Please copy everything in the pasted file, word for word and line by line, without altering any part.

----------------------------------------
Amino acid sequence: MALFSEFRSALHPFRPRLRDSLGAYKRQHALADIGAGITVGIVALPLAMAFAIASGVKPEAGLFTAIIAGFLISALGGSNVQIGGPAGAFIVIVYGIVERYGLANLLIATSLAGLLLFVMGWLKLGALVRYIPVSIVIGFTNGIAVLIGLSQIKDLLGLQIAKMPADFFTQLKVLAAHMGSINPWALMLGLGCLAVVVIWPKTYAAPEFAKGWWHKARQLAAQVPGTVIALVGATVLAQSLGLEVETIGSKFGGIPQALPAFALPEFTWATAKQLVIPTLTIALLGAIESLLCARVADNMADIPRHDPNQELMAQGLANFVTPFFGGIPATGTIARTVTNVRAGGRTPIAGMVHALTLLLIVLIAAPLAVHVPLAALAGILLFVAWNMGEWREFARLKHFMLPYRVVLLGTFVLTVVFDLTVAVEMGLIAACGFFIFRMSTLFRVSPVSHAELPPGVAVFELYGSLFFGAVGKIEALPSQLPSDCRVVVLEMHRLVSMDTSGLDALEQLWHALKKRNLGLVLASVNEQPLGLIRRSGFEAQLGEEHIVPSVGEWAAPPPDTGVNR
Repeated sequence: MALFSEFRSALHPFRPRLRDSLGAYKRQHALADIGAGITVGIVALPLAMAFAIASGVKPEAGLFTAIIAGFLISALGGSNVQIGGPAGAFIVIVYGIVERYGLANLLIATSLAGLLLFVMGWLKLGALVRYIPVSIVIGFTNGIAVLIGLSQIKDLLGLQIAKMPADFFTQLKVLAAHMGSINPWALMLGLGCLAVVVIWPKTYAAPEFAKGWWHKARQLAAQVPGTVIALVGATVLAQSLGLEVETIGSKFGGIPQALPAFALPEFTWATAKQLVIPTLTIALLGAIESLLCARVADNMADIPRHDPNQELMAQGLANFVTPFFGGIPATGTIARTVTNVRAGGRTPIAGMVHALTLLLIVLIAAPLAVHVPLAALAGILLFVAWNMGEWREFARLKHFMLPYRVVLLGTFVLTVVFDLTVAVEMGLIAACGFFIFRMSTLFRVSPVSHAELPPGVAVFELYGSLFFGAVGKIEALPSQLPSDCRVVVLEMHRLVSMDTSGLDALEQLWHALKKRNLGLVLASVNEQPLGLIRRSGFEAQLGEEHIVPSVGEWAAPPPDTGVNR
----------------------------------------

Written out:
Amino acid sequence: MALFSEFRSALHPFRPRLRDSLGAYKRQHALADIGAGITVGIVALPLAMAFAIASGVKPEAGLFTAIIAGFLISALGGSNVQIGGPAGAFIVIVYGIVERYGLANLLIATSLAGLLLFVMGWLKLGALVRYIPVSIVIGFTNGIAVLIGLSQIKDLLGLQIAKMPADFFTQLKVLAAHMGSINPWALMLGLGCLAVVVIWPKTYAAPEFAKGWWHKARQLAAQVPGTVIALVGATVLAQSLGLEVETIGSKFGGIPQALPAFALPEFTWATAKQLVIPTLTIALLGAIESLLCARVADNMADIPRHDPNQELMAQGLANFVTPFFGGIPATGTIARTVTNVRAGGRTPIAGMVHALTLLLIVLIAAPLAVHVPLAALAGILLFVAWNMGEWREFARLKHFMLPYRVVLLGTFVLTVVFDLTVAVEMGLIAACGFFIFRMSTLFRVSPVSHAELPPGVAVFELYGSLFFGAVGKIEALPSQLPSDCRVVVLEMHRLVSMDTSGLDALEQLWHALKKRNLGLVLASVNEQPLGLIRRSGFEAQLGEEHIVPSVGEWAAPPPDTGVNR
Repeated sequence: MALFSEFRSALHPFRPRLRDSLGAYKRQHALADIGAGITVGIVALPLAMAFAIASGVKPEAGLFTAIIAGFLISALGGSNVQIGGPAGAFIVIVYGIVERYGLANLLIATSLAGLLLFVMGWLKLGALVRYIPVSIVIGFTNGIAVLIGLSQIKDLLGLQIAKMPADFFTQLKVLAAHMGSINPWALMLGLGCLAVVVIWPKTYAAPEFAKGWWHKARQLAAQVPGTVIALVGATVLAQSLGLEVETIGSKFGGIPQALPAFALPEFTWATAKQLVIPTLTIALLGAIESLLCARVADNMADIPRHDPNQELMAQGLANFVTPFFGGIPATGTIARTVTNVRAGGRTPIAGMVHALTLLLIVLIAAPLAVHVPLAALAGILLFVAWNMGEWREFARLKHFMLPYRVVLLGTFVLTVVFDLTVAVEMGLIAACGFFIFRMSTLFRVSPVSHAELPPGVAVFELYGSLFFGAVGKIEALPSQLPSDCRVVVLEMHRLVSMDTSGLDALEQLWHALKKRNLGLVLASVNEQPLGLIRRSGFEAQLGEEHIVPSVGEWAAPPPDTGVNR